3. Mat Latos – Starter (R), 20, Eugene
Latos was finally signed as a draft and follow just before last year’s draft. He debuted in Eugene and had a pretty nice showing.
56.3 innings, 30.1 k%, 8.9 bb%, .04 hr%, 47 gb%, .399 BABiP, 2.72 FIP
So he got a bit unlucky and actually pitched better than his ERA (3.83). Still, it’s only 56.3 innings in low A ball, so you still need a good deal of scouting here. His fastball has been described as “electric” in most places I’ve seen and he has good, improving secondary stuff. At 20 years old after a solid year in Eugene and the stuff to back it up, he’s probably the only pitcher in the system with a decent chance to develop into an ace-type pitcher.
4. Yefri Carvajal – Right field, 19, Eugene
Carvajal hit .340/.404/.500 in 114 PA’s in rookie ball last year. As we know, those numbers can be pretty unreliable, especially when the small sample size is considered. He moved up to low-A Eugene and hit .262/.291/.369 in 127 PA’s. With that said, this is pretty much another scouting/age/projection pick here. I don’t really like player comps (because who the heck knows how these guys will turn out), but I see a Jose Guillen type player, if things break out about right. You know, for the league minimum, that’s a fine player to have on your team.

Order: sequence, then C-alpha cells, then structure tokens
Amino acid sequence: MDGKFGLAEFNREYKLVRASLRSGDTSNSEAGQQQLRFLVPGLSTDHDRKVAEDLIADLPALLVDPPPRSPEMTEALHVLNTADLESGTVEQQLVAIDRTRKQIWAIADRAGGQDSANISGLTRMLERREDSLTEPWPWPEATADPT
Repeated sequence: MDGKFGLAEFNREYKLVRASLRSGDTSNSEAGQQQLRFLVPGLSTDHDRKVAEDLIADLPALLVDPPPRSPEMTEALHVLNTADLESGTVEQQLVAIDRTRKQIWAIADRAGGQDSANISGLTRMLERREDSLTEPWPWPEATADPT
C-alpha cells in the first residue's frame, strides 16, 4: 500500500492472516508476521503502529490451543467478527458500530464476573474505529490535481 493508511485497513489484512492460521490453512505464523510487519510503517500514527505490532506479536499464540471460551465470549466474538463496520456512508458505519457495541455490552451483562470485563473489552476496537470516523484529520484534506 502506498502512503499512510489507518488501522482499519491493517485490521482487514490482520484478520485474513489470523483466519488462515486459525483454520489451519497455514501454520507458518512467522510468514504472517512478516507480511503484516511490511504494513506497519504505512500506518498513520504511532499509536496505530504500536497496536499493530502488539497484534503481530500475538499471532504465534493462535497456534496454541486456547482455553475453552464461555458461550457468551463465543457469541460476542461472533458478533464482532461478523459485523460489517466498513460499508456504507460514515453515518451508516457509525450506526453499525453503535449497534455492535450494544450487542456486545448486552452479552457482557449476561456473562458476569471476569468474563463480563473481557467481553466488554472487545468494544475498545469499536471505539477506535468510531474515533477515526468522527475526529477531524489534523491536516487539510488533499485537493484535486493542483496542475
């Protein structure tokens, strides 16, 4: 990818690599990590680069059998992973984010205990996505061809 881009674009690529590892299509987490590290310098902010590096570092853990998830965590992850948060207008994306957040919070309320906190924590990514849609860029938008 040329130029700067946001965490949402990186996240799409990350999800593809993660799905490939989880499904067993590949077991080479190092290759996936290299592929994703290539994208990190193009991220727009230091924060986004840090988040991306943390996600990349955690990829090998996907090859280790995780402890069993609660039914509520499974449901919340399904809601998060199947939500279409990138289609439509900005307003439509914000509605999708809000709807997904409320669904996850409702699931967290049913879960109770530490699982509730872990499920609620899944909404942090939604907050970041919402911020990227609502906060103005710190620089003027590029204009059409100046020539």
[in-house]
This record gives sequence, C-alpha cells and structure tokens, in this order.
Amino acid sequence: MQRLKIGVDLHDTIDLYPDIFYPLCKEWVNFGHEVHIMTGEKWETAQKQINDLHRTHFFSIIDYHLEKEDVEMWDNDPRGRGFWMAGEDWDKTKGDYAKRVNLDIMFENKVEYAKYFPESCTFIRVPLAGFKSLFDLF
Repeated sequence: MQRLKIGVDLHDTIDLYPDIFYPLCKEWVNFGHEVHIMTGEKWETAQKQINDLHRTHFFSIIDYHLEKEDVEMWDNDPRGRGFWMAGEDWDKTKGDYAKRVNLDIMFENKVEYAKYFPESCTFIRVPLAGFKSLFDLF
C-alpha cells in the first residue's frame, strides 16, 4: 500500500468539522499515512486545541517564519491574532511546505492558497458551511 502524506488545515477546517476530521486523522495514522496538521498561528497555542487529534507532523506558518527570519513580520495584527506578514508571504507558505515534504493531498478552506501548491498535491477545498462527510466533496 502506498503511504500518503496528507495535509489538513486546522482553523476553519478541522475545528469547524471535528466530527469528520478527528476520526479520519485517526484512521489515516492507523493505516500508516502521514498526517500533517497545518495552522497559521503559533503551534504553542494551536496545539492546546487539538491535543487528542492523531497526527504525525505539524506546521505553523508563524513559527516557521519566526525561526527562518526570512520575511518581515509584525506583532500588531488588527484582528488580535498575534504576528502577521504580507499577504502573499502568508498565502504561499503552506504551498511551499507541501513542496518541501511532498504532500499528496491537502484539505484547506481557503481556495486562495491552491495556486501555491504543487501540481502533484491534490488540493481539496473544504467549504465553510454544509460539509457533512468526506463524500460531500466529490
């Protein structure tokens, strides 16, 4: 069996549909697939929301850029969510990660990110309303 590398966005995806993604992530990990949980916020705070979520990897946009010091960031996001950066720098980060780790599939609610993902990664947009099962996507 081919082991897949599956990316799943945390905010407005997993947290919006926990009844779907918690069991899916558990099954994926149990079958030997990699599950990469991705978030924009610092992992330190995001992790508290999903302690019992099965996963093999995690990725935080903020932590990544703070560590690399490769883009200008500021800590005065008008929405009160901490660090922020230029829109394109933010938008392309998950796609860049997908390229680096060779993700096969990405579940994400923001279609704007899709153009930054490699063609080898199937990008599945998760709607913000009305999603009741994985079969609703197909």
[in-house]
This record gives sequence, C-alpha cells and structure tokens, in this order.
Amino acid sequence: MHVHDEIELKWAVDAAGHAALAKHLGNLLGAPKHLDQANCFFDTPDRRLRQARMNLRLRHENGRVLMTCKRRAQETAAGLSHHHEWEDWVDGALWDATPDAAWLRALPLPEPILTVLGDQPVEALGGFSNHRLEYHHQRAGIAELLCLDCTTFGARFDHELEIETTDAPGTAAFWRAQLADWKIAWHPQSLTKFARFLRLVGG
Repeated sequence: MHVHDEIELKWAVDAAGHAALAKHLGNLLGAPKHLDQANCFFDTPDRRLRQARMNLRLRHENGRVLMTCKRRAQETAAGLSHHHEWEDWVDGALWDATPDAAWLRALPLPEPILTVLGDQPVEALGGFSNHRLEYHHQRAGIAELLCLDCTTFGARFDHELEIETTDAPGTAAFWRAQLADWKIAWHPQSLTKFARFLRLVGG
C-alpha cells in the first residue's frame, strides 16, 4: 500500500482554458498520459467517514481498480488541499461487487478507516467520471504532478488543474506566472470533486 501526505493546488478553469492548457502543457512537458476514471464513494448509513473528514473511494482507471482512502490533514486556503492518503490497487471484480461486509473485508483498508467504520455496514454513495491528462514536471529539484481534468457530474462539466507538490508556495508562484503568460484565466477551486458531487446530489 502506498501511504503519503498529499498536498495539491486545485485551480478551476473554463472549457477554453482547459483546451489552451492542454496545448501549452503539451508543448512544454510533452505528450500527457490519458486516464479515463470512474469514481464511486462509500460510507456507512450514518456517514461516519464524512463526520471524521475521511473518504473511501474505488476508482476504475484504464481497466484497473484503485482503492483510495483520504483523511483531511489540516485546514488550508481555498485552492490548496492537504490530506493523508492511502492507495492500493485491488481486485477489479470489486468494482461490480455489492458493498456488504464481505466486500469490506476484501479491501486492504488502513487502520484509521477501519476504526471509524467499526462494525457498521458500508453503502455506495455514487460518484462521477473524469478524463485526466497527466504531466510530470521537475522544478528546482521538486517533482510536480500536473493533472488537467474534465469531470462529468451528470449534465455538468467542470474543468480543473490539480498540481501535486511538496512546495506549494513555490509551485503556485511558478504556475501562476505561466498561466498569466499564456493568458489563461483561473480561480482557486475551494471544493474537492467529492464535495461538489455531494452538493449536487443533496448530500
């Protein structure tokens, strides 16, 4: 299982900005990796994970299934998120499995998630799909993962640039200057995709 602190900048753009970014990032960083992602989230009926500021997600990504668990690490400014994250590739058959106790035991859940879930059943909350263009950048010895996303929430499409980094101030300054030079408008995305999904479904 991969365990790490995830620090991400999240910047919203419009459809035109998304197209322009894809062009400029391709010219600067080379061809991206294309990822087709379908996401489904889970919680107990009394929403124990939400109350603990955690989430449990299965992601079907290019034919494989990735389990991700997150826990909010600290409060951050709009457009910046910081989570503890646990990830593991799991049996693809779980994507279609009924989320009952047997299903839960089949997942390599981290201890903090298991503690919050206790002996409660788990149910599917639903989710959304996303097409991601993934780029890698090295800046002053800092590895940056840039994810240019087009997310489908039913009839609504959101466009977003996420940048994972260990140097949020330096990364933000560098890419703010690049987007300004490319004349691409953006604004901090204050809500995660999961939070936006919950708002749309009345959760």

5. Kyle Blanks – First base, 21, Lake Elsinore
First thing that always comes up with Kyle Blanks: Size. He’s 6-6, 270. How many players have had long mlb careers at 270 pounds or more? Well, depending on your definition of long, the answer is probably zero. Prince Fielder checks in at 260. Frank Thomas: 257. Frank Howard was 255 pounds. But not many people at this weight have long mlb careers. Now, I’m not sure how much to make of it … certainly big guys have been successful in the bigs and people who are 6-6, 270 may often find themselves playing football or some other sport. It certainly seems to concern the scouts, though. Mainly, I’m guessing, because they really haven’t seen anyone quite this big. Apparently, as BA says in the handbook, he got up around 300 toward the end of last season.